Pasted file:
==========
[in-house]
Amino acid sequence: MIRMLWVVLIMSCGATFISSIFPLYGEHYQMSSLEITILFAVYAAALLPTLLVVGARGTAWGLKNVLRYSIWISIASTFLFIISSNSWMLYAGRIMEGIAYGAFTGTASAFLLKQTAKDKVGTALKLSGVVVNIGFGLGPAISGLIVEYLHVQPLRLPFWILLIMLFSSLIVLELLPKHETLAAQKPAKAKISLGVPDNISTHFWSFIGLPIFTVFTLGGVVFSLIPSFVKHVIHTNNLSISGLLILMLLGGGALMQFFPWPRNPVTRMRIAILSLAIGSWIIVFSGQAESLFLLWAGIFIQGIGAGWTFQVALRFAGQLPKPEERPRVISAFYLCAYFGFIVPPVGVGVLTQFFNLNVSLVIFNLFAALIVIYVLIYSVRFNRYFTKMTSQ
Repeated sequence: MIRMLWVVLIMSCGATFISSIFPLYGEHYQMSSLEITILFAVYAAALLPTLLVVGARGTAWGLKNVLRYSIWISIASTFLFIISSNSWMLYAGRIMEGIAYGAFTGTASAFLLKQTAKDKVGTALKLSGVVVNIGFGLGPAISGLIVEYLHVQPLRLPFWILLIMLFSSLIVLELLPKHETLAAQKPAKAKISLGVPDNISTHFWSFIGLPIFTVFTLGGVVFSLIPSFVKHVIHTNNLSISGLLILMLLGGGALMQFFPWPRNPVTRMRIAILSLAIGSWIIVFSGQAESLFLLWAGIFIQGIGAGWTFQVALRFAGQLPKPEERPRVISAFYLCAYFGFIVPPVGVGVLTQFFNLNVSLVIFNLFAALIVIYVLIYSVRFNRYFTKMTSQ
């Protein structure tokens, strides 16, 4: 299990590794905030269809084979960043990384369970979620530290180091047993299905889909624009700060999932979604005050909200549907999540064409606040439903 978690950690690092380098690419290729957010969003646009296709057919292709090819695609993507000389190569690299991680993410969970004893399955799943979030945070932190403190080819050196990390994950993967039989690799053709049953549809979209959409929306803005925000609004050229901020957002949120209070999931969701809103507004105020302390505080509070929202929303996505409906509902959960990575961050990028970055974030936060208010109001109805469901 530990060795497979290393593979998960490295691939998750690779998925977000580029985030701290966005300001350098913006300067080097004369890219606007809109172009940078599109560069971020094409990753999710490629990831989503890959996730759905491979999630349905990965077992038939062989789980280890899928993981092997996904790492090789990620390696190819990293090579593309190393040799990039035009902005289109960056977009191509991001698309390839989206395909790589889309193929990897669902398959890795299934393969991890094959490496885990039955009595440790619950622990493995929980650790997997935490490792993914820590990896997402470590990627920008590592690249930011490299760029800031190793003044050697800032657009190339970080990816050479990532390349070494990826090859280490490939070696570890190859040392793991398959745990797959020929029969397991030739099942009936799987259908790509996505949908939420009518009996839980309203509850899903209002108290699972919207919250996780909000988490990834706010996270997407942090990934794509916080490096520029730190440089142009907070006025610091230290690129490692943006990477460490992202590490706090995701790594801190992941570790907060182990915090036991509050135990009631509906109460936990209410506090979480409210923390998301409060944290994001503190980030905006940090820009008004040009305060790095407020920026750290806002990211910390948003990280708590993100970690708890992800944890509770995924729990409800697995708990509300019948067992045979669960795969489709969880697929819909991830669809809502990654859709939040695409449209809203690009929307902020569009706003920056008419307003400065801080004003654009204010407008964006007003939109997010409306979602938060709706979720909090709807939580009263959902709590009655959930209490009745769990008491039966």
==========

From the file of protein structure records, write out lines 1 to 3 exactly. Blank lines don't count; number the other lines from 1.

[in-house]
Amino acid sequence: MIRMLWVVLIMSCGATFISSIFPLYGEHYQMSSLEITILFAVYAAALLPTLLVVGARGTAWGLKNVLRYSIWISIASTFLFIISSNSWMLYAGRIMEGIAYGAFTGTASAFLLKQTAKDKVGTALKLSGVVVNIGFGLGPAISGLIVEYLHVQPLRLPFWILLIMLFSSLIVLELLPKHETLAAQKPAKAKISLGVPDNISTHFWSFIGLPIFTVFTLGGVVFSLIPSFVKHVIHTNNLSISGLLILMLLGGGALMQFFPWPRNPVTRMRIAILSLAIGSWIIVFSGQAESLFLLWAGIFIQGIGAGWTFQVALRFAGQLPKPEERPRVISAFYLCAYFGFIVPPVGVGVLTQFFNLNVSLVIFNLFAALIVIYVLIYSVRFNRYFTKMTSQ
Repeated sequence: MIRMLWVVLIMSCGATFISSIFPLYGEHYQMSSLEITILFAVYAAALLPTLLVVGARGTAWGLKNVLRYSIWISIASTFLFIISSNSWMLYAGRIMEGIAYGAFTGTASAFLLKQTAKDKVGTALKLSGVVVNIGFGLGPAISGLIVEYLHVQPLRLPFWILLIMLFSSLIVLELLPKHETLAAQKPAKAKISLGVPDNISTHFWSFIGLPIFTVFTLGGVVFSLIPSFVKHVIHTNNLSISGLLILMLLGGGALMQFFPWPRNPVTRMRIAILSLAIGSWIIVFSGQAESLFLLWAGIFIQGIGAGWTFQVALRFAGQLPKPEERPRVISAFYLCAYFGFIVPPVGVGVLTQFFNLNVSLVIFNLFAALIVIYVLIYSVRFNRYFTKMTSQ